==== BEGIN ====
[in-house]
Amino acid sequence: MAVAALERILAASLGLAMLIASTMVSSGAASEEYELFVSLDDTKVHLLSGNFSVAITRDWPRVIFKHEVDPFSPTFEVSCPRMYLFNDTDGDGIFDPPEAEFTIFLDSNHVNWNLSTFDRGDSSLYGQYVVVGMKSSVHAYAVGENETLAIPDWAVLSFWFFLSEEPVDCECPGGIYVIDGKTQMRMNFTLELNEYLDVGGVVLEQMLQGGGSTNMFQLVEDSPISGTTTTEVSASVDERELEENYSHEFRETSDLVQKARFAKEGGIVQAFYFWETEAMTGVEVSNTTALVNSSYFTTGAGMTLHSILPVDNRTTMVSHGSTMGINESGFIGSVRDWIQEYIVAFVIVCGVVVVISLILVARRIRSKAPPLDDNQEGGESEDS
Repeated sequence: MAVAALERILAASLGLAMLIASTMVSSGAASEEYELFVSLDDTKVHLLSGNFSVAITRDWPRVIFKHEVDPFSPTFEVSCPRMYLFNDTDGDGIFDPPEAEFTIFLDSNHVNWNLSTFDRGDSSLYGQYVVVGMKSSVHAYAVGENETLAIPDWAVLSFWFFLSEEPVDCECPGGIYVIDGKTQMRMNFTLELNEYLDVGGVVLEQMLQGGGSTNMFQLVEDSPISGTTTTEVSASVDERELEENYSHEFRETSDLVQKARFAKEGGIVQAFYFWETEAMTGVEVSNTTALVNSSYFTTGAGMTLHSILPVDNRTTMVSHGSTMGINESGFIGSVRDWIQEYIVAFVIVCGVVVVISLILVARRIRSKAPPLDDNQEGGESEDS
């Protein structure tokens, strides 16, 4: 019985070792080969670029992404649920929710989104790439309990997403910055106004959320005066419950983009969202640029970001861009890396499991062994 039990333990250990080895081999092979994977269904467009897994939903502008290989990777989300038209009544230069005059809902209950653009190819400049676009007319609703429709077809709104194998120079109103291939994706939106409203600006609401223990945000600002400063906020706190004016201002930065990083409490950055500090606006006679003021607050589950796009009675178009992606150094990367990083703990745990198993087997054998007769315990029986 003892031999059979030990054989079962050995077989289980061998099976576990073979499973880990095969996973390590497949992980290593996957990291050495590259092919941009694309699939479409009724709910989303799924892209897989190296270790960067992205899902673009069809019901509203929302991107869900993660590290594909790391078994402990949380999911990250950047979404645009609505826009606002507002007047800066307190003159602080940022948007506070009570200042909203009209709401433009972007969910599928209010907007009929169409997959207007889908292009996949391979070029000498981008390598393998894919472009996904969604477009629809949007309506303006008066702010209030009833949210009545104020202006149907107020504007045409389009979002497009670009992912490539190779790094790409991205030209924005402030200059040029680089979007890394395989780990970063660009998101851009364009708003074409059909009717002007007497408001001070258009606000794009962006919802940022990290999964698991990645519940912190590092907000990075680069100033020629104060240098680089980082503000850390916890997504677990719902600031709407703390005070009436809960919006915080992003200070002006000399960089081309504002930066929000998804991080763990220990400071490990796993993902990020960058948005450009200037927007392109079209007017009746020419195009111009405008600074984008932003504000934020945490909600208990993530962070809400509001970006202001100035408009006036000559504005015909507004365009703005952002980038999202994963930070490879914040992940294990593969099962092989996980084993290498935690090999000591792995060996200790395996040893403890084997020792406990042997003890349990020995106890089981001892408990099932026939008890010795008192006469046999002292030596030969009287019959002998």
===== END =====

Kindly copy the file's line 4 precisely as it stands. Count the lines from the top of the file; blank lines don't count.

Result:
């Protein structure tokens, strides 16, 4: 019985070792080969670029992404649920929710989104790439309990997403910055106004959320005066419950983009969202640029970001861009890396499991062994 039990333990250990080895081999092979994977269904467009897994939903502008290989990777989300038209009544230069005059809902209950653009190819400049676009007319609703429709077809709104194998120079109103291939994706939106409203600006609401223990945000600002400063906020706190004016201002930065990083409490950055500090606006006679003021607050589950796009009675178009992606150094990367990083703990745990198993087997054998007769315990029986 003892031999059979030990054989079962050995077989289980061998099976576990073979499973880990095969996973390590497949992980290593996957990291050495590259092919941009694309699939479409009724709910989303799924892209897989190296270790960067992205899902673009069809019901509203929302991107869900993660590290594909790391078994402990949380999911990250950047979404645009609505826009606002507002007047800066307190003159602080940022948007506070009570200042909203009209709401433009972007969910599928209010907007009929169409997959207007889908292009996949391979070029000498981008390598393998894919472009996904969604477009629809949007309506303006008066702010209030009833949210009545104020202006149907107020504007045409389009979002497009670009992912490539190779790094790409991205030209924005402030200059040029680089979007890394395989780990970063660009998101851009364009708003074409059909009717002007007497408001001070258009606000794009962006919802940022990290999964698991990645519940912190590092907000990075680069100033020629104060240098680089980082503000850390916890997504677990719902600031709407703390005070009436809960919006915080992003200070002006000399960089081309504002930066929000998804991080763990220990400071490990796993993902990020960058948005450009200037927007392109079209007017009746020419195009111009405008600074984008932003504000934020945490909600208990993530962070809400509001970006202001100035408009006036000559504005015909507004365009703005952002980038999202994963930070490879914040992940294990593969099962092989996980084993290498935690090999000591792995060996200790395996040893403890084997020792406990042997003890349990020995106890089981001892408990099932026939008890010795008192006469046999002292030596030969009287019959002998």